We went to Turkey immediately after the attempted coup of last July. She felt different, eerie, even strange.
Something very serious has happened, people seemed in a state of shock, and yet, the deep trends in society continue to play underneath flags and demonstrations.
Is there a new Turkey where the flag and the mosque now embrace each other?
Or is it the same old Turkey with all her usual contradictions, with her mixture of traditional and modern, East and West, religious and secular, and so on…
Social inequalities, even larger between city and countryside, now exacerbated by three million Syrian refugees many of whom barely survive in the streets.
Sharp generational gaps, where secular Ataturk, western pop and Islamism co-exist and collide.
Huge demonstrations post-coup brought millions of people in the streets for several weeks. They can be seen in different ways.
What were they supporting?
Were they supporting President Erdogan, who undeniably emerges stronger after the events and embarks upon a massive purge of opponents?
Was it a more Islamic society, that finally gives recognition and dignity to more traditional Muslims after decades of imposed secularism and western values since Ataturk?
Or was it simply an explosion of nationalism against growing foreign criticism of the government?
More optimistically, was it just a massive and healthy popular support for democracy?
Maybe they represented the genuine desire of all parents for a better future for their children, peaceful and prosperous, leaving finally behind military interventions and control of the society?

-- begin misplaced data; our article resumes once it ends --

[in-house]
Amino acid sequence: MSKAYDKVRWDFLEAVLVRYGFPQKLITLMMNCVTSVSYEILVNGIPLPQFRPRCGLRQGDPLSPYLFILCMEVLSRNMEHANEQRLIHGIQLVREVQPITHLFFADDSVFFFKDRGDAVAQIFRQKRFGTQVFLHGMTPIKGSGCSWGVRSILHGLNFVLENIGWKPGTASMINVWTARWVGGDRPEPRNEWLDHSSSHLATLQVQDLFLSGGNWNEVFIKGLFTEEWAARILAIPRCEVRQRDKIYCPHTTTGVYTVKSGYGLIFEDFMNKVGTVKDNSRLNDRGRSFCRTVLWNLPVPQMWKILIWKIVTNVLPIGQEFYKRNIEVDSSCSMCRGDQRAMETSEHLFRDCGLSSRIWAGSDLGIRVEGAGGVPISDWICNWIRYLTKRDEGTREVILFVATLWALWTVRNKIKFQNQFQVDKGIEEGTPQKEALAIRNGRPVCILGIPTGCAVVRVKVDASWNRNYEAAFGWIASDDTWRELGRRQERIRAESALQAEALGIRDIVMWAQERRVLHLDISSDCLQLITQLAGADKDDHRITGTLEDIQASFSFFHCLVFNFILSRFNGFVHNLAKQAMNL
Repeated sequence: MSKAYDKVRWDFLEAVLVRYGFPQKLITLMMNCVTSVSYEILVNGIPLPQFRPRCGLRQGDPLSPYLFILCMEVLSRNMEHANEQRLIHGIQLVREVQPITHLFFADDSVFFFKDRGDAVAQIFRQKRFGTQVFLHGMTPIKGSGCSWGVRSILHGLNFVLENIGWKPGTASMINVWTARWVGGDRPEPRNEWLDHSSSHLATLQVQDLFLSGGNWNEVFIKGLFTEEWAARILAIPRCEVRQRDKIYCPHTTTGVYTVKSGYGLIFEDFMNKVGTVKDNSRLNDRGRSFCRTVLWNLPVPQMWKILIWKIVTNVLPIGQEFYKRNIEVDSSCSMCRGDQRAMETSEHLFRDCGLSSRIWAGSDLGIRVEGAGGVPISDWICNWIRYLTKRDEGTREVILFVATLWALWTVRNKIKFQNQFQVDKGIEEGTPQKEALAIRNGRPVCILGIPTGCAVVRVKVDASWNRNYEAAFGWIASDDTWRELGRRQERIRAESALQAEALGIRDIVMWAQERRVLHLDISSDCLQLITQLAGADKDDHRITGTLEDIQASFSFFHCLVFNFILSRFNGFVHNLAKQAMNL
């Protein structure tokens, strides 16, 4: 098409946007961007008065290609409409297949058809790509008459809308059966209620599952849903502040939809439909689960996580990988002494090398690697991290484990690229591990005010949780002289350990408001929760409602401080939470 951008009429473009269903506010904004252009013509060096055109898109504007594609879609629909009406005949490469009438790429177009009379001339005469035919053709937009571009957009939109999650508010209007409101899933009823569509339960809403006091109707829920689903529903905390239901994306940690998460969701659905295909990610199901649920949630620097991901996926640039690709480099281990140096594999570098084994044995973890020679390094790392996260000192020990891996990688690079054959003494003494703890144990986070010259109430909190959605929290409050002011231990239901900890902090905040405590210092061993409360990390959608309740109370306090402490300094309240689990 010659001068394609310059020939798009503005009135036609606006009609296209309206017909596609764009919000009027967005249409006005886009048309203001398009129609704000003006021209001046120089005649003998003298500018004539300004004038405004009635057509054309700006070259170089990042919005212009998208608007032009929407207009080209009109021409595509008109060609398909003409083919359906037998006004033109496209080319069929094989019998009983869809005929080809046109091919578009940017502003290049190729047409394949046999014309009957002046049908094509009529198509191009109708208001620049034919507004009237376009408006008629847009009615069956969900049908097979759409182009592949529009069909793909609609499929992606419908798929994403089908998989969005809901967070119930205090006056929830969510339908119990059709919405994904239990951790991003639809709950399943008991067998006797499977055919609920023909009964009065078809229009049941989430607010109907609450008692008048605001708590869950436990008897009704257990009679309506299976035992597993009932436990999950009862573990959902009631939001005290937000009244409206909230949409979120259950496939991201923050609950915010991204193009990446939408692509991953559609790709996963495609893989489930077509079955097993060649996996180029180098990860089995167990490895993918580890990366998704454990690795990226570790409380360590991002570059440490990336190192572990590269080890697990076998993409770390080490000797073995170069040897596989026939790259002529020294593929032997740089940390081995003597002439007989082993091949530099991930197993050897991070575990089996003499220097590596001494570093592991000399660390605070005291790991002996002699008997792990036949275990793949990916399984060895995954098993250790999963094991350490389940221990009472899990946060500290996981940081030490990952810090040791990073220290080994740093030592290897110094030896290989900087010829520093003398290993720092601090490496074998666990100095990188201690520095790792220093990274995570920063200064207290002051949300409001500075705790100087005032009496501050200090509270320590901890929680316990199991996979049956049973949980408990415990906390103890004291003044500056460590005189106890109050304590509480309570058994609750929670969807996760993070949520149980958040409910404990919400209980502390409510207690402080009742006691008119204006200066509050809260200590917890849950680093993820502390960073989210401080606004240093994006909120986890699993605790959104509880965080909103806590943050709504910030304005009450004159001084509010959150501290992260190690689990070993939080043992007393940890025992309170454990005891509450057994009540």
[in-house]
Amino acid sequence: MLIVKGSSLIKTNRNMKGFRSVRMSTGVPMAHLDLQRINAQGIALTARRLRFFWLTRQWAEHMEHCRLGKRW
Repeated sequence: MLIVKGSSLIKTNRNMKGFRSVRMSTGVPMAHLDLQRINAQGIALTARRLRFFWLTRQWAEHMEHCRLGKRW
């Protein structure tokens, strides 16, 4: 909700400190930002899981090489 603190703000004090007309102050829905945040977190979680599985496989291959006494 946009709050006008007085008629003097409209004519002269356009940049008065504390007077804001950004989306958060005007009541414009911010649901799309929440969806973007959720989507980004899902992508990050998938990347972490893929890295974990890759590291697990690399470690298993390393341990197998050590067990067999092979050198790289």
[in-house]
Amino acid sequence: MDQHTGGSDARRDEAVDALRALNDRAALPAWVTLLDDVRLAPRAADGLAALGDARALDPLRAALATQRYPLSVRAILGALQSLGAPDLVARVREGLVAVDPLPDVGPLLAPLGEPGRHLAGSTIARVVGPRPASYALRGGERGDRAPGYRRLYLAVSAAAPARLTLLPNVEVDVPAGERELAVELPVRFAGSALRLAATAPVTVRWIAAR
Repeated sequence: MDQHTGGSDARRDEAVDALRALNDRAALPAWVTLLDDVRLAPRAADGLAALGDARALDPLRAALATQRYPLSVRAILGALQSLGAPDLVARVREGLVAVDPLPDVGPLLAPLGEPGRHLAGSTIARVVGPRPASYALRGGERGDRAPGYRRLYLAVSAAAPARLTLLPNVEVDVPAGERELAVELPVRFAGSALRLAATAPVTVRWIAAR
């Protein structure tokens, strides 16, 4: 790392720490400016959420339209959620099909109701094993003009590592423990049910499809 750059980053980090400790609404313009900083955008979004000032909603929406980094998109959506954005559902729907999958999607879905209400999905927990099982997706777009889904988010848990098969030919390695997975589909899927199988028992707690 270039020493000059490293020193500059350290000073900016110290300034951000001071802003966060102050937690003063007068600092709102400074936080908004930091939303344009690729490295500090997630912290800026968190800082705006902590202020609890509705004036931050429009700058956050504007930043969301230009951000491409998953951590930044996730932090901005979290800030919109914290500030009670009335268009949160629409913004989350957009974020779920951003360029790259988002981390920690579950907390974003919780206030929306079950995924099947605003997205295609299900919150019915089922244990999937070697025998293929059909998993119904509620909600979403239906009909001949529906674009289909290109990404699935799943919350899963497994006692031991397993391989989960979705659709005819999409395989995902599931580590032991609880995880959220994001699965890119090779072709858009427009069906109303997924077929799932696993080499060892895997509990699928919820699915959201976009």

Probably, all of them together, although in different doses for different groups of society.
In any event, and well before the end of judicial investigations, some have already decided who is to blame and they accuse US-based cleric Fetullh Gullen and his Hizmet movement as the villains of this sad story that left so many innocent dead.
There are as usual many alternative complot theories to explain these bizarre events, including even one that blames the government itself for being behind them, as it clearly emerges as the main beneficiary of this failed coup.
Irrespective of this tragedy and its unpredictable aftermath, the good old Turkish struggle between modernity and tradition will continue, and maybe even become starker, in the mosques and in the streets…. life goes on.
This should be a time for reflection and introspection.
What happened is only the last avatar of the never ending struggle between old and new that permeates and divides Turkish society since the founding of the republic by Mustafa Kemal Atatürk almost one century ago.
We got back to Brussels with many questions.
Wondering if Turkey will look back to her past and towards the East and her Islamic sources.
Or will she continue to look towards a modern Western future?
The answer to that question is very much open. The attempted coup has been a tragic episode in this long saga, with yet unknown consequences for this struggle that shapes Turkish life.